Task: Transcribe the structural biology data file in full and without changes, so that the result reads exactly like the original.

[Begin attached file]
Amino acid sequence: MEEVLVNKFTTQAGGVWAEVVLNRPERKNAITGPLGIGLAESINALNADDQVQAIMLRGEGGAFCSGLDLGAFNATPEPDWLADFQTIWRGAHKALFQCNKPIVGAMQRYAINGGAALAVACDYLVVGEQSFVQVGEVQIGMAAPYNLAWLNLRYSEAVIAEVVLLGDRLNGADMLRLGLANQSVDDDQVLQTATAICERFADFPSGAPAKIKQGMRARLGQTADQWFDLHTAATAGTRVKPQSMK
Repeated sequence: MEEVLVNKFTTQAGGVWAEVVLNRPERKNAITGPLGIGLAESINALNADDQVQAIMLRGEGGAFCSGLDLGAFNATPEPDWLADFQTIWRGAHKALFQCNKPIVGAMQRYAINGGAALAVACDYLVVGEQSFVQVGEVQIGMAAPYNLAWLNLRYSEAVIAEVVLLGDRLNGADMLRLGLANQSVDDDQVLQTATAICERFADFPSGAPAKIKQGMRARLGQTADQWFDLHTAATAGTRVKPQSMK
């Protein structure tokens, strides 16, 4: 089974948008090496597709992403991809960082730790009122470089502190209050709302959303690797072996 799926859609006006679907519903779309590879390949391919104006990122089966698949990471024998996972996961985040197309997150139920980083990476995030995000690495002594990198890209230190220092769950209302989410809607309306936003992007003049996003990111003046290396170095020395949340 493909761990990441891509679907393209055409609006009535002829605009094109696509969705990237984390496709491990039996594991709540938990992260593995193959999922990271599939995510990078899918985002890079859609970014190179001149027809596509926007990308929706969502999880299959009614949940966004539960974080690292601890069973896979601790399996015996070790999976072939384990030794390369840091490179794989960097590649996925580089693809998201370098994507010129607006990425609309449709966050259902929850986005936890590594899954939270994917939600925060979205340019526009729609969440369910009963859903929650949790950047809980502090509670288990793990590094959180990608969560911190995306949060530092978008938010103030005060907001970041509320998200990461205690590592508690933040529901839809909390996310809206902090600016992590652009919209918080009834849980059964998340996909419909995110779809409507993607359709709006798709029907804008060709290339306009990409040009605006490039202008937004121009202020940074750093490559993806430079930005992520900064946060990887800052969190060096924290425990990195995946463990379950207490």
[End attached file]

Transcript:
Amino acid sequence: MEEVLVNKFTTQAGGVWAEVVLNRPERKNAITGPLGIGLAESINALNADDQVQAIMLRGEGGAFCSGLDLGAFNATPEPDWLADFQTIWRGAHKALFQCNKPIVGAMQRYAINGGAALAVACDYLVVGEQSFVQVGEVQIGMAAPYNLAWLNLRYSEAVIAEVVLLGDRLNGADMLRLGLANQSVDDDQVLQTATAICERFADFPSGAPAKIKQGMRARLGQTADQWFDLHTAATAGTRVKPQSMK
Repeated sequence: MEEVLVNKFTTQAGGVWAEVVLNRPERKNAITGPLGIGLAESINALNADDQVQAIMLRGEGGAFCSGLDLGAFNATPEPDWLADFQTIWRGAHKALFQCNKPIVGAMQRYAINGGAALAVACDYLVVGEQSFVQVGEVQIGMAAPYNLAWLNLRYSEAVIAEVVLLGDRLNGADMLRLGLANQSVDDDQVLQTATAICERFADFPSGAPAKIKQGMRARLGQTADQWFDLHTAATAGTRVKPQSMK
């Protein structure tokens, strides 16, 4: 089974948008090496597709992403991809960082730790009122470089502190209050709302959303690797072996 799926859609006006679907519903779309590879390949391919104006990122089966698949990471024998996972996961985040197309997150139920980083990476995030995000690495002594990198890209230190220092769950209302989410809607309306936003992007003049996003990111003046290396170095020395949340 493909761990990441891509679907393209055409609006009535002829605009094109696509969705990237984390496709491990039996594991709540938990992260593995193959999922990271599939995510990078899918985002890079859609970014190179001149027809596509926007990308929706969502999880299959009614949940966004539960974080690292601890069973896979601790399996015996070790999976072939384990030794390369840091490179794989960097590649996925580089693809998201370098994507010129607006990425609309449709966050259902929850986005936890590594899954939270994917939600925060979205340019526009729609969440369910009963859903929650949790950047809980502090509670288990793990590094959180990608969560911190995306949060530092978008938010103030005060907001970041509320998200990461205690590592508690933040529901839809909390996310809206902090600016992590652009919209918080009834849980059964998340996909419909995110779809409507993607359709709006798709029907804008060709290339306009990409040009605006490039202008937004121009202020940074750093490559993806430079930005992520900064946060990887800052969190060096924290425990990195995946463990379950207490």